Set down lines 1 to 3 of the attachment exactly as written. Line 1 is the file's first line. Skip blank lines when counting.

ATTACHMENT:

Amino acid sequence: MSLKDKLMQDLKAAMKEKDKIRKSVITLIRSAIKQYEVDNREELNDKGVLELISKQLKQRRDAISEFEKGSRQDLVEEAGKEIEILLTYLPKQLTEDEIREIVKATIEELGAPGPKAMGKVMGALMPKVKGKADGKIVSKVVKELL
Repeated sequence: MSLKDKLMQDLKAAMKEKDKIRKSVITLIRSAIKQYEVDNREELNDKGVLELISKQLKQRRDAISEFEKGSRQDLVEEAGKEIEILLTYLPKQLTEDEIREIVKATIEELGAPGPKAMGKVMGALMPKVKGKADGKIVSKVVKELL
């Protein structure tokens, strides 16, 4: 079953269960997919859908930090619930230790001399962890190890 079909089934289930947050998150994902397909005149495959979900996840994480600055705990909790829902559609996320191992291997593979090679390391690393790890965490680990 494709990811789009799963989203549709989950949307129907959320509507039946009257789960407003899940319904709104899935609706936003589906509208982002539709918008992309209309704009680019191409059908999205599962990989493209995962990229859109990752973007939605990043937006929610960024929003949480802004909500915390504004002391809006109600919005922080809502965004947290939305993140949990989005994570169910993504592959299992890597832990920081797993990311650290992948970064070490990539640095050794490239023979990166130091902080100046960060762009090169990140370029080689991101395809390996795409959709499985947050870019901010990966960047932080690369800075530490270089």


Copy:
Amino acid sequence: MSLKDKLMQDLKAAMKEKDKIRKSVITLIRSAIKQYEVDNREELNDKGVLELISKQLKQRRDAISEFEKGSRQDLVEEAGKEIEILLTYLPKQLTEDEIREIVKATIEELGAPGPKAMGKVMGALMPKVKGKADGKIVSKVVKELL
Repeated sequence: MSLKDKLMQDLKAAMKEKDKIRKSVITLIRSAIKQYEVDNREELNDKGVLELISKQLKQRRDAISEFEKGSRQDLVEEAGKEIEILLTYLPKQLTEDEIREIVKATIEELGAPGPKAMGKVMGALMPKVKGKADGKIVSKVVKELL
């Protein structure tokens, strides 16, 4: 079953269960997919859908930090619930230790001399962890190890 079909089934289930947050998150994902397909005149495959979900996840994480600055705990909790829902559609996320191992291997593979090679390391690393790890965490680990 494709990811789009799963989203549709989950949307129907959320509507039946009257789960407003899940319904709104899935609706936003589906509208982002539709918008992309209309704009680019191409059908999205599962990989493209995962990229859109990752973007939605990043937006929610960024929003949480802004909500915390504004002391809006109600919005922080809502965004947290939305993140949990989005994570169910993504592959299992890597832990920081797993990311650290992948970064070490990539640095050794490239023979990166130091902080100046960060762009090169990140370029080689991101395809390996795409959709499985947050870019901010990966960047932080690369800075530490270089």